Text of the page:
1907 High Relief Double Eagle

If there is a more popular United States gold coin than the 1907 High Relief double eagle, I’ve yet to encounter it. This is a coin that just about everyone aspires to own. It is beautiful, historic and, in its own way, extremely desirable. The story behind this issue is interesting. I won’t go into the full detail here (it would take many pages to be properly told). Theodore Roosevelt hated the Liberty Head design and secretly hired the famous sculptor Augustus St. Gaudens to redesign the larger gold denominations. St. Gaudens produced what is now regarded as easily the most spectacular imagery ever seen on a United States pattern issue (the Ultra High Relief of 1907).

This design proved to be impossible to strike and it incurred the wrath of the Mint Engraver Charles Barber who felt slighted that an outsider was hired to design a United States coin. He eventually “improved” the design in such a way that the final product in 1907 barely resembled the majestic Ultra High Relief that St. Gaudens produced.

The “normal” High Relief coins also proved to be very difficult to strike and, of course, met with strong opposition from Barber. There were 11,250 examples produced before the design was changed again later in the year. A remarkably high percentage of these coins have survived. PCGS shows over 4,000 graded as of the middle of 2006 and, in my opinion, there are as many as 5,000-6,000 High Reliefs known.

There are two varieties of High Reliefs. The more common is the so-called Wire Edge. The Wire Edge coins were the first High Reliefs struck and they show excess metal on the edge which produced a sort of “fin.” This problem was later corrected and the final High Reliefs struck are known as “Flat Edge” coins. In my experience, the Flat Edge coins are about four or five times scarcer than the Wire Edge coins. The Flat Edge coins sometimes bring a 5 to 10% premium but, more often than not, they do not command a premium. I think they are excellent value, especially if priced as a “common date.”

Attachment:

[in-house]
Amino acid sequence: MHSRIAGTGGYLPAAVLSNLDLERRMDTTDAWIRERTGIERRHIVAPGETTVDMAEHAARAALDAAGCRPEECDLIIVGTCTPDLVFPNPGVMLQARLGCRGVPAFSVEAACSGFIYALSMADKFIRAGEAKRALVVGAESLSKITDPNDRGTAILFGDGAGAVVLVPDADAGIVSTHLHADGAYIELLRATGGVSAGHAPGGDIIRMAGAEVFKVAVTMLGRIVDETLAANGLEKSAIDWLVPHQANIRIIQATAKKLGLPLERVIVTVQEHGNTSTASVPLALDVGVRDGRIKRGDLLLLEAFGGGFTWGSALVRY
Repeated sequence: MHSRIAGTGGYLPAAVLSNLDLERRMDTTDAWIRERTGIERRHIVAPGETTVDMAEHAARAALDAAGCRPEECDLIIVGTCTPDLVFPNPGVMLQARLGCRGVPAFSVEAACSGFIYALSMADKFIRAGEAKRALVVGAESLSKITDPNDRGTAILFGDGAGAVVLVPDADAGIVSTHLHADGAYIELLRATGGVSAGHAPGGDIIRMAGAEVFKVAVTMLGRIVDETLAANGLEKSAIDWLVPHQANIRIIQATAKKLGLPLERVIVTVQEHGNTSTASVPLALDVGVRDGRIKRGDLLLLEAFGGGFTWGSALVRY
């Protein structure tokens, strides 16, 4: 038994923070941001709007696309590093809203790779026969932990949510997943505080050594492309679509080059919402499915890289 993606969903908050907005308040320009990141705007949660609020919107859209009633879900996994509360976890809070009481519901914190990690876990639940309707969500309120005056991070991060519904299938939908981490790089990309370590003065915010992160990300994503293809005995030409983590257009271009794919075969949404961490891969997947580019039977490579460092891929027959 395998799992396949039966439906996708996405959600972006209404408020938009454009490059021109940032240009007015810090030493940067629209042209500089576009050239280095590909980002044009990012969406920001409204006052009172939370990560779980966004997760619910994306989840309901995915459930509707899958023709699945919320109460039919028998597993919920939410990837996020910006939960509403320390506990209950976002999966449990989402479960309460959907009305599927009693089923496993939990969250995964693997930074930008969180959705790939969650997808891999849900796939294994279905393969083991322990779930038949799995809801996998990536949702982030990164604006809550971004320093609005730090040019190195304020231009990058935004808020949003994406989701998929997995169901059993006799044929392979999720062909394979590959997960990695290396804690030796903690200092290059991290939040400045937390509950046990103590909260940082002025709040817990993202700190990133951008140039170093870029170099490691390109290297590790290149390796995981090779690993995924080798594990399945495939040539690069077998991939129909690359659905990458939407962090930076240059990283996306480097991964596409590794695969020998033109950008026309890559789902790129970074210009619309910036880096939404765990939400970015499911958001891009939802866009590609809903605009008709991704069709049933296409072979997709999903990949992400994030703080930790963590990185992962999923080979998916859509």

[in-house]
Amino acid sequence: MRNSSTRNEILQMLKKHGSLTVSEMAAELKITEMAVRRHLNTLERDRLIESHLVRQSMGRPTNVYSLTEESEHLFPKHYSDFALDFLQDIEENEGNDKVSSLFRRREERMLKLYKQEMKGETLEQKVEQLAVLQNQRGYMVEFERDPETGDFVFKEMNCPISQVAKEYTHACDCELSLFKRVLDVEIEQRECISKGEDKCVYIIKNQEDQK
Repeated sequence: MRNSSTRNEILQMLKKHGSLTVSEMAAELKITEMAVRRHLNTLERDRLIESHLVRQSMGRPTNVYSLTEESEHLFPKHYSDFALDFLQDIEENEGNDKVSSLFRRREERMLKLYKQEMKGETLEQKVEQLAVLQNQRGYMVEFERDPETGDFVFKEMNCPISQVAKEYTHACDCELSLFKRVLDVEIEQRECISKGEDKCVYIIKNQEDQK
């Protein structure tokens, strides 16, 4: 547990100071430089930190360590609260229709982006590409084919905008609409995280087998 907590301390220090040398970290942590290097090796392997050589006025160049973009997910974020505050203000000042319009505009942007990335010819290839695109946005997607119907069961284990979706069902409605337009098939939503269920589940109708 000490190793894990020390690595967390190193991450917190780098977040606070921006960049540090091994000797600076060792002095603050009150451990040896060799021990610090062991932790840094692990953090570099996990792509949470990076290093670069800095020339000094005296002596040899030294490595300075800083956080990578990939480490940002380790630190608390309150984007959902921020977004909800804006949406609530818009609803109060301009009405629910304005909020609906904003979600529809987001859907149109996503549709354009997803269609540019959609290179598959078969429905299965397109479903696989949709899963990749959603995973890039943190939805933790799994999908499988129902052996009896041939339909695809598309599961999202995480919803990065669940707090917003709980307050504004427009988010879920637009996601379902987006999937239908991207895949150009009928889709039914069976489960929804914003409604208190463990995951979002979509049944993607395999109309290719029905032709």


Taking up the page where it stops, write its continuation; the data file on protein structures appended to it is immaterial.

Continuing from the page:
NGC has designated a number of High Reliefs as Proofs. While there are unquestionably such things as Proof High Reliefs, it is my opinion that the coins marked as such by NGC are NOT actual Proofs. The coins in NGC proof holders clearly have a number of raised die swirls on the surfaces and are probably among the first pieces struck. But they have the same edge as a “normal” High Relief and the true Proofs have a noticeably different edge with different shaped and positioned edge lettering.

In recent years, prices have shot up for High Reliefs. This has been the result of a number of well-managed promotions. But High Reliefs, if you think about it, are coins that sell themselves and it is inevitable that in a strong coin market, they are the sort of coin that is likely to show a strong level of appreciation. New collectors and investors are always attracted to High Reliefs and I expect that prices for these coins in MS60 and higher will continue to be strong for some time.

When buying a High Relief, there are a few things I would suggest you look for. First and foremost is coloration. An original, untampered-with example should display very rich green-gold or yellow-gold color. Look for a piece that has even color with similar hues on the obverse and the reverse.

You should also avoid pieces that show obvious friction on the relief details but you need to understand that because of the nature of this coin’s design, most examples do show some “rub” on Liberty’s and the eagle’s breasts. Finally, you need to look carefully at the surfaces and make certain that the High Relief you are being offered does not have any serious marks or prominent abrasions. This is a coin that is common enough that if you do not like what you see, be patient and wait for the right example.